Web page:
2021 General Assembly Session

Retirement & Insurance Related Legislation

2021 General Assembly Summary – Post Session Report
Retirement and Insurance Related Legislation
Fairfax County Public Schools, Office of Government Relations

This report describes the Retirement and Insurance related legislation considered during the 2021 General Assembly Regular Session.  Bills are listed as having Passed or Failed. 

The Governor has until March 31 to act on any legislation adopted by the General Assembly and he has the option to sign, amend, or veto any bill.  Bills with amendments or vetoes will be considered by the General Assembly at its Reconvened Session, scheduled for April 7.  Legislation signed by the Governor goes into effect on July 1, 2021 unless otherwise specified in the legislation itself.

Summaries are linked to the Division of Legislative Services’ web pages for text, up to date summary information, and fiscal impact statements. If a bill of interest is not found in one category, please check another as legislation often can fit under multiple categories.

 

UPDATED: 03/17/2021

PASSED

Essential Health Benefits; Abortion Coverage HB 1896 (Hudson) and SB 1276 (McClellan) would remove the prohibition on the provision of coverage for abortions in any qualified health insurance plan that is sold or offered for sale through a health benefits exchange established or operating in Virginia.

Health Insurance; Authorization of Drug Prescribed for the Treatment of a Mental Disorder HB 2008 (Heretick) and SB 1269 (McPike) would require that any provider contract between a carrier and a participating health care provider with prescriptive authority, or its contracting agent, contain provisions that require, when a carrier has previously approved prior authorization for any drug prescribed for the treatment of a mental disorder listed in the most recent edition of the Diagnostic and Statistical Manual of Mental Disorders published by the American Psychiatric Association, no additional prior authorization can be required if (i) the drug is a covered benefit; (ii) the prescription does not exceed the U.S. Food and Drug Administration-labeled dosages; (iii) the prescription has been continuously issued for no fewer than three months; and (iv) the prescriber performs an annual review of the patient to evaluate the drug's continued efficacy, changes in the patient's health status, and potential contraindications. The bills would provide that this requirement does not prohibit a carrier from requiring prior authorization for any drug that is not listed on its prescription drug formulary at the time the initial prescription is issued. The bills would also require that such provider contracts contain provisions requiring a carrier to honor a prior authorization issued by the carrier for a drug regardless if the drug is removed from the carrier's prescription drug formulary after the initial prescription for that drug is issued. Under the bills, provisions related to provider contracts and prior authorization would apply to the state insurance health plan.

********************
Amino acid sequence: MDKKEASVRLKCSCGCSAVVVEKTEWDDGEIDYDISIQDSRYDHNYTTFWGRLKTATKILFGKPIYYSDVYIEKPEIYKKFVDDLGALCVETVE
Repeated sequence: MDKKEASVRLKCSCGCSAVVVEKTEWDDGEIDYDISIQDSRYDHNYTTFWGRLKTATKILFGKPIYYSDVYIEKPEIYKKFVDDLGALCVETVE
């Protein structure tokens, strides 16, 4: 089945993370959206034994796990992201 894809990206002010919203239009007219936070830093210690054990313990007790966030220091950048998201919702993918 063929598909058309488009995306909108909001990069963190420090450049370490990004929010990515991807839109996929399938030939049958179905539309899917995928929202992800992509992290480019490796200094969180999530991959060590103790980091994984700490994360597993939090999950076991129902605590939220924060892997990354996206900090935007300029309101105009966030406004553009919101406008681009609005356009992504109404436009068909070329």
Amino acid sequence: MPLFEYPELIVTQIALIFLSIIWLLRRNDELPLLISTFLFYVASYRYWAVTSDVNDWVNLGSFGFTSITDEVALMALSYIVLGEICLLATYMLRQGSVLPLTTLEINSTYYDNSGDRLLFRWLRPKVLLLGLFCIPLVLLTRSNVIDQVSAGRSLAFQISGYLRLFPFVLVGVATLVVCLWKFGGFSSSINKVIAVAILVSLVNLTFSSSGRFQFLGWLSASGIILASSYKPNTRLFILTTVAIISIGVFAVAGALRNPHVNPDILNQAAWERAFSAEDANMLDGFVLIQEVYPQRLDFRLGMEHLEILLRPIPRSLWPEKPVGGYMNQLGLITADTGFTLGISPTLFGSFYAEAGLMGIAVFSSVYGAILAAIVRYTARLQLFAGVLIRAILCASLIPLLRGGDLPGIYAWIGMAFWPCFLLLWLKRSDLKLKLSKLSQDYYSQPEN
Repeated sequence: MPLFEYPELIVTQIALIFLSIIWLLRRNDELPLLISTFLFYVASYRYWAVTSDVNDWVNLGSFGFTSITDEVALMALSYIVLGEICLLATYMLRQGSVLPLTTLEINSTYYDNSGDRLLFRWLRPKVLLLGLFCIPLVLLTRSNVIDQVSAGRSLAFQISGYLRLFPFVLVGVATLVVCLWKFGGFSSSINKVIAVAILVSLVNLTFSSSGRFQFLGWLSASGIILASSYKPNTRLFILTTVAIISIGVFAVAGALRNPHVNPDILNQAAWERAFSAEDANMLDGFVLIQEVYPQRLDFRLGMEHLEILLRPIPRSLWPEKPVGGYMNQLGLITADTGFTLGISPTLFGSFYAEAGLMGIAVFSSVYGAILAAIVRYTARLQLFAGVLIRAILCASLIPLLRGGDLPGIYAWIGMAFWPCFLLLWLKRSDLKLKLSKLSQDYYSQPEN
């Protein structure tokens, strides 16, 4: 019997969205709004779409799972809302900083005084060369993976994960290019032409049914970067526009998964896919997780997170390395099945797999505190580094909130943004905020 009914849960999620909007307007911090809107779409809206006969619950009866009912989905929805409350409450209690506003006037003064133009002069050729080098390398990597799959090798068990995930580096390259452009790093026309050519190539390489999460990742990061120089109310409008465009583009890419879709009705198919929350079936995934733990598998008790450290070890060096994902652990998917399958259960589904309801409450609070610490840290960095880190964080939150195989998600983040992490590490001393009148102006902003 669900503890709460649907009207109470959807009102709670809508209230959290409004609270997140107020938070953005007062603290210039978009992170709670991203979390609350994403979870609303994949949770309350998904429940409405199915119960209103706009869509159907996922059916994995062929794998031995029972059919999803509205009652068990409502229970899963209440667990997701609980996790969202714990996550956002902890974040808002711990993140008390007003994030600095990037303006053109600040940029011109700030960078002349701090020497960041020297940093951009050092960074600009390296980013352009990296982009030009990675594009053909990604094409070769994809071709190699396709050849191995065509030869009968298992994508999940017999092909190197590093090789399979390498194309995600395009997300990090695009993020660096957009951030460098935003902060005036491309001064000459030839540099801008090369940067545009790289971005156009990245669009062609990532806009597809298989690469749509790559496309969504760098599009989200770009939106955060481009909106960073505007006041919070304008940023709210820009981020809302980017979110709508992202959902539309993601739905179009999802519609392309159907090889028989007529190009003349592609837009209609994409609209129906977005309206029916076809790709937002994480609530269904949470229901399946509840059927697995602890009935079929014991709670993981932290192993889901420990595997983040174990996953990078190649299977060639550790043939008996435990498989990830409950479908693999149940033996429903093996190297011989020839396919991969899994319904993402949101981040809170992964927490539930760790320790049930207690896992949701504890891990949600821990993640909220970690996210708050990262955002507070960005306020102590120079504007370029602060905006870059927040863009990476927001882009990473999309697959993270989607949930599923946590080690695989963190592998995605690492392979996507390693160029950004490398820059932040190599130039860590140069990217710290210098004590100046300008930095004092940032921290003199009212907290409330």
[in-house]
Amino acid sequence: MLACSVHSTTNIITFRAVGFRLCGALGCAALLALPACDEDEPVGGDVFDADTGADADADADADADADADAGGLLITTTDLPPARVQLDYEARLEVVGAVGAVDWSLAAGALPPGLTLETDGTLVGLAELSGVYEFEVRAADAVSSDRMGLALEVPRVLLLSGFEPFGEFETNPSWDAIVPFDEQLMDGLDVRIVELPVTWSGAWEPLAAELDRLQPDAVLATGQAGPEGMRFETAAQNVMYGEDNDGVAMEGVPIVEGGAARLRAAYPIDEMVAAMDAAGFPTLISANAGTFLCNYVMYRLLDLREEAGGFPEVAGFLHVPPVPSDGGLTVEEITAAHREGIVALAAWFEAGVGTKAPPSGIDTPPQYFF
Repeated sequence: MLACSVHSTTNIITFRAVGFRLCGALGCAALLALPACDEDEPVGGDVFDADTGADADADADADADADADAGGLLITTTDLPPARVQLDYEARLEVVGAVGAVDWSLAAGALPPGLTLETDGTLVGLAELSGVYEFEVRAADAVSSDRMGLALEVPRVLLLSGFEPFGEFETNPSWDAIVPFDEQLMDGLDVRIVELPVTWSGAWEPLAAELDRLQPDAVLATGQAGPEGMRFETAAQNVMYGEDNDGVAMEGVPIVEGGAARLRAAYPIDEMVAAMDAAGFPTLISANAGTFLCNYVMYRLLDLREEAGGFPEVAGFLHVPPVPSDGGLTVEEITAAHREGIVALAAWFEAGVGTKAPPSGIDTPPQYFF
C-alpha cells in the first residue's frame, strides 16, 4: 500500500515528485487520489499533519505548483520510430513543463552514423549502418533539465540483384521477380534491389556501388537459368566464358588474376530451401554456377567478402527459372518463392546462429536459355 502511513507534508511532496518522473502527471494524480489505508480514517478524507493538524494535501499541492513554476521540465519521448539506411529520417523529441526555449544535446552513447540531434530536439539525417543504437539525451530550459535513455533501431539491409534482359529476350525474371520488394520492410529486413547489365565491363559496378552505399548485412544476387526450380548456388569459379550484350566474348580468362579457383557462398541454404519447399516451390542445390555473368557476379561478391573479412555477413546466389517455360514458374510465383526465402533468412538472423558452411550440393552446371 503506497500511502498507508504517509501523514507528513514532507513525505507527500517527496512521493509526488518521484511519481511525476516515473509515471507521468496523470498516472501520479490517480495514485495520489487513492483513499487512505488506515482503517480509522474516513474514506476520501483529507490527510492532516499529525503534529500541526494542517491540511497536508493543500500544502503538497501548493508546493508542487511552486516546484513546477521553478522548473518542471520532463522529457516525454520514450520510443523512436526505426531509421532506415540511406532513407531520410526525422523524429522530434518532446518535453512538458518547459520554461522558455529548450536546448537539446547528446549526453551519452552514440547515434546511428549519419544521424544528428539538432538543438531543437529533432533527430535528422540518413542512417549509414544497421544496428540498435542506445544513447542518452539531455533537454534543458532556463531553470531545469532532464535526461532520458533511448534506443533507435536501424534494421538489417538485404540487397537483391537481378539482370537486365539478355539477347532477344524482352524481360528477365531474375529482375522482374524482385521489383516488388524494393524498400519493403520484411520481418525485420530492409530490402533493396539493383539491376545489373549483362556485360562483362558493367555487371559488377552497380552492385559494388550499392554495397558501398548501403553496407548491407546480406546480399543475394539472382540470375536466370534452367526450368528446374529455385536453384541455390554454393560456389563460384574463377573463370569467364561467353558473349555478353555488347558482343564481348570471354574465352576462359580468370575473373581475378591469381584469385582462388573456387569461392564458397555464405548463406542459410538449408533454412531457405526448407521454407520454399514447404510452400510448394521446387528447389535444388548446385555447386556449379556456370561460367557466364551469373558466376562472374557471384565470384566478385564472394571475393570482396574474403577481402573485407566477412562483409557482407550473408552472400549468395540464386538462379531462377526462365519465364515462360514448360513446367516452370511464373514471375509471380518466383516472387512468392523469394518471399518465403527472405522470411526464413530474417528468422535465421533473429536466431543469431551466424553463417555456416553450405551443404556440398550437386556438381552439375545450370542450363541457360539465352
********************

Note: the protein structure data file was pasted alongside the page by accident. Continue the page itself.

Health Insurance; Provider Contracts SB 1289 (Surovell) would require that each provider contract include a provision prohibiting a provider from discriminating against any enrollee solely due to the enrollee's status as a litigant in pending litigation or a potential litigant due to being involved in a motor vehicle accident. The bill would provide that the State Corporation Commission, if it has cause to believe that a provider has engaged in a pattern of such discrimination, may submit information to the Board of Medicine or the Commissioner of Health for action.

Prescription Drug Price Transparency HB 2007 (Sickles) would direct the Department of Health to enter into a contract or an agreement with a nonprofit data services organization to collect, compile, and make available on its website information about prescription drug pricing and requires every health carrier, pharmacy benefits manager, and drug manufacturer to report information about prescription drug prices to the nonprofit data services organization with which the Department of Health has entered into a contract for such purpose. The bill would provide that in any case in which the Department determines that the data reported by health carriers, pharmacy benefit managers, and drug manufacturers is insufficient, the Department may require wholesale distributors to report certain data about prescription drug costs. The bill would not become effective until January 1, 2022.